McGregor made copious notes of what his men found. Only his bulk prevented him from leading his men through the never ending network of tunnels. It was McGregor who realised the value to the Viet Cong of American combat detritus, after Denis Ayoub found a small tunnel workshop in which hand grenades were made. The inner case was made from a small discarded tomato juice tin and the outer case from an old beer can. The fragmentation pieces were blue metal road gravel, and the firing mechanism was from old French or American grenades.

"Because of what we found in the tunnels," recalled McGregor, "we ordered this policy of burn, bash, and bury. We had 24 hour ration packs with little tins in them. You never ever leave your tins around so that they could be found, you never left anything the enemy could use. Your spoon, they would use that for making weapons. We left nothing, absolutely nothing."

This was a discipline that the GI's could have emulated more enthusiastically. As the war became even harder on the Viet Cong, they used the waste so generously left around by the Americans more and more, and in some areas they became dependant on it.

Tensions between the specialist engineers and the infantry began to show early in Operation Crimp. In an official Australian after action report, the following laconic comments were recorded:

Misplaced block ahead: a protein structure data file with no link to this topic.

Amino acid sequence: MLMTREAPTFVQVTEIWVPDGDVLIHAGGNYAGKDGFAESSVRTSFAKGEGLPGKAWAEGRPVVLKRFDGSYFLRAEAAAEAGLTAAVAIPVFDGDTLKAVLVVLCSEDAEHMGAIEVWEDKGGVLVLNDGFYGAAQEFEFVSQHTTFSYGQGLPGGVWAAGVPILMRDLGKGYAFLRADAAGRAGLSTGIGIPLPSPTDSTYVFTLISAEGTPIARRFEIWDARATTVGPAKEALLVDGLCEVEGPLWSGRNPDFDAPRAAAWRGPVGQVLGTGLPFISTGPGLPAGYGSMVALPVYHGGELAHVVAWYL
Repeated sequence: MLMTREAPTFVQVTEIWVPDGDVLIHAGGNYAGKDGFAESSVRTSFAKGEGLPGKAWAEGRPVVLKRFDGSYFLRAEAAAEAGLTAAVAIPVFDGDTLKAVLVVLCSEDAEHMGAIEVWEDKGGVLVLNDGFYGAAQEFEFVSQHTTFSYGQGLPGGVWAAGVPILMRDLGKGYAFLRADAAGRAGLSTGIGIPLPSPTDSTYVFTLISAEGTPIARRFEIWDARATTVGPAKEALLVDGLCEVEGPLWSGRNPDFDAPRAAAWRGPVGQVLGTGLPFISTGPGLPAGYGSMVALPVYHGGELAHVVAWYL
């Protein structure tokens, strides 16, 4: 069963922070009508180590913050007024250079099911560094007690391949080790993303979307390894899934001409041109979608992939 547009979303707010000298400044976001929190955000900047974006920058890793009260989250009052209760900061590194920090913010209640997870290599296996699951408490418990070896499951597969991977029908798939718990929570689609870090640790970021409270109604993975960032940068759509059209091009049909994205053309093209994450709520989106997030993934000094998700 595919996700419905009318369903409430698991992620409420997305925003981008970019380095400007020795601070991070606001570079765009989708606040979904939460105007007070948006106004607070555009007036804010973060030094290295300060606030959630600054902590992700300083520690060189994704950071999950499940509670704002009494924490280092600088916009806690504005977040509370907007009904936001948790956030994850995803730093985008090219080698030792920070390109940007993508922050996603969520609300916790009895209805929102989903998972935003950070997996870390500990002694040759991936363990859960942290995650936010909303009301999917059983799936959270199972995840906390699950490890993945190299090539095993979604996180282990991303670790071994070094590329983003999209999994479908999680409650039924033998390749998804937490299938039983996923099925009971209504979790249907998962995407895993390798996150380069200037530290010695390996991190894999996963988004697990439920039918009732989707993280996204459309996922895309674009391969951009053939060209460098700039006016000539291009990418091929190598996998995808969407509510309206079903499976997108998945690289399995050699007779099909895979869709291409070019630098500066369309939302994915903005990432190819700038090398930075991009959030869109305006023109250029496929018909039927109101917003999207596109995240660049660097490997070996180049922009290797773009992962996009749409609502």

In some cases, having secured tunnel entrances, infantry moved on to secure other locations, leaving sappers underground with no immediate close in protection. This does not foster confidence. One instance occurred where sappers were searching a tunnel under a house and the infantry commenced to burn the house. Sappers lose confidence under those circumstances.

There was some discord between the lanky Australians and their American comrades too. Sapper (now Major) Denis Ayoub said quite bluntly: "The Americans taught us nothing about tunnel fighting in an hour that we hadn't already tried ourselves. Our determination to clear tunnels seemed to them to be nothing short of madness. They were quite surprised when we said we were going to send guys down with torch and a pistol and a length of string."

While the Australians began to develop the earliest techniques for exploring and destroying some short tunnel systems, they had no real plan for dealing with the heart stopping business of actually running into a Viet Cong guerilla inside a tunnel. Denis Ayoub recalled the first time it happened to him, when he was behind another sapper who was leading in the exploration of a narrow communications tunnel:
"One minute we were crawling through the tunnel, the next minute my mate, without a word, started to back up rather rapidly. None could turn around in the tunnels we found on Crimp; you had to back out of the bloody things. So he started to back up, and I had to back up. None said anything. When we got to the bottom of the shaft, he somehow managed to get past me and was first up and out. So I came up second, hoping to Christ my legs weren't going to be left behind. When we got out, and my mate cooled down a bit, he told me he'd seen a man down there."